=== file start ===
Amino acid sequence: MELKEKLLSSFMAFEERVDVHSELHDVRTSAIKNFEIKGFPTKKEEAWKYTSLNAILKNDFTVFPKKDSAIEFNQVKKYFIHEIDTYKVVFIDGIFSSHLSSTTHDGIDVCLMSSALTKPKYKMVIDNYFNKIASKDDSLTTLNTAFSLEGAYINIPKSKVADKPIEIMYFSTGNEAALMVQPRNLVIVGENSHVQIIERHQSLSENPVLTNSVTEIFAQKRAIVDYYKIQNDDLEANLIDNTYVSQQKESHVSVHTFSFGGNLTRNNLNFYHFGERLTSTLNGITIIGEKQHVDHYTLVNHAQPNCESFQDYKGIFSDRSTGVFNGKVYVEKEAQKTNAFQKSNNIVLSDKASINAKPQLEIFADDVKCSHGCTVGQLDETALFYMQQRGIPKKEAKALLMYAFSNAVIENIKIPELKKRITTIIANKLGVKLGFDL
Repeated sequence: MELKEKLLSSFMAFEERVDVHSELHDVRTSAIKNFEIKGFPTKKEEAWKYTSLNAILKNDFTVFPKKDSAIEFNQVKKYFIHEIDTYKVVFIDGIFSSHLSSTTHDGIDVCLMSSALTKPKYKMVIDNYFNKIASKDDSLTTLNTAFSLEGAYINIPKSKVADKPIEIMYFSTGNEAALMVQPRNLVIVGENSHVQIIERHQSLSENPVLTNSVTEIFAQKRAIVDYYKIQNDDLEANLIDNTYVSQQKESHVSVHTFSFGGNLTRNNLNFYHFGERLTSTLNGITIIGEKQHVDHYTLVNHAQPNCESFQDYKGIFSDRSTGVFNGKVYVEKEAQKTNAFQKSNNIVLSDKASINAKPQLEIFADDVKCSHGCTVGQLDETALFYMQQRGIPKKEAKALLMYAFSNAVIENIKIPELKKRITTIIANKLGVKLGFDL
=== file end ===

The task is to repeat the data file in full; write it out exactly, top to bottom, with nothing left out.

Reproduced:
Amino acid sequence: MELKEKLLSSFMAFEERVDVHSELHDVRTSAIKNFEIKGFPTKKEEAWKYTSLNAILKNDFTVFPKKDSAIEFNQVKKYFIHEIDTYKVVFIDGIFSSHLSSTTHDGIDVCLMSSALTKPKYKMVIDNYFNKIASKDDSLTTLNTAFSLEGAYINIPKSKVADKPIEIMYFSTGNEAALMVQPRNLVIVGENSHVQIIERHQSLSENPVLTNSVTEIFAQKRAIVDYYKIQNDDLEANLIDNTYVSQQKESHVSVHTFSFGGNLTRNNLNFYHFGERLTSTLNGITIIGEKQHVDHYTLVNHAQPNCESFQDYKGIFSDRSTGVFNGKVYVEKEAQKTNAFQKSNNIVLSDKASINAKPQLEIFADDVKCSHGCTVGQLDETALFYMQQRGIPKKEAKALLMYAFSNAVIENIKIPELKKRITTIIANKLGVKLGFDL
Repeated sequence: MELKEKLLSSFMAFEERVDVHSELHDVRTSAIKNFEIKGFPTKKEEAWKYTSLNAILKNDFTVFPKKDSAIEFNQVKKYFIHEIDTYKVVFIDGIFSSHLSSTTHDGIDVCLMSSALTKPKYKMVIDNYFNKIASKDDSLTTLNTAFSLEGAYINIPKSKVADKPIEIMYFSTGNEAALMVQPRNLVIVGENSHVQIIERHQSLSENPVLTNSVTEIFAQKRAIVDYYKIQNDDLEANLIDNTYVSQQKESHVSVHTFSFGGNLTRNNLNFYHFGERLTSTLNGITIIGEKQHVDHYTLVNHAQPNCESFQDYKGIFSDRSTGVFNGKVYVEKEAQKTNAFQKSNNIVLSDKASINAKPQLEIFADDVKCSHGCTVGQLDETALFYMQQRGIPKKEAKALLMYAFSNAVIENIKIPELKKRITTIIANKLGVKLGFDL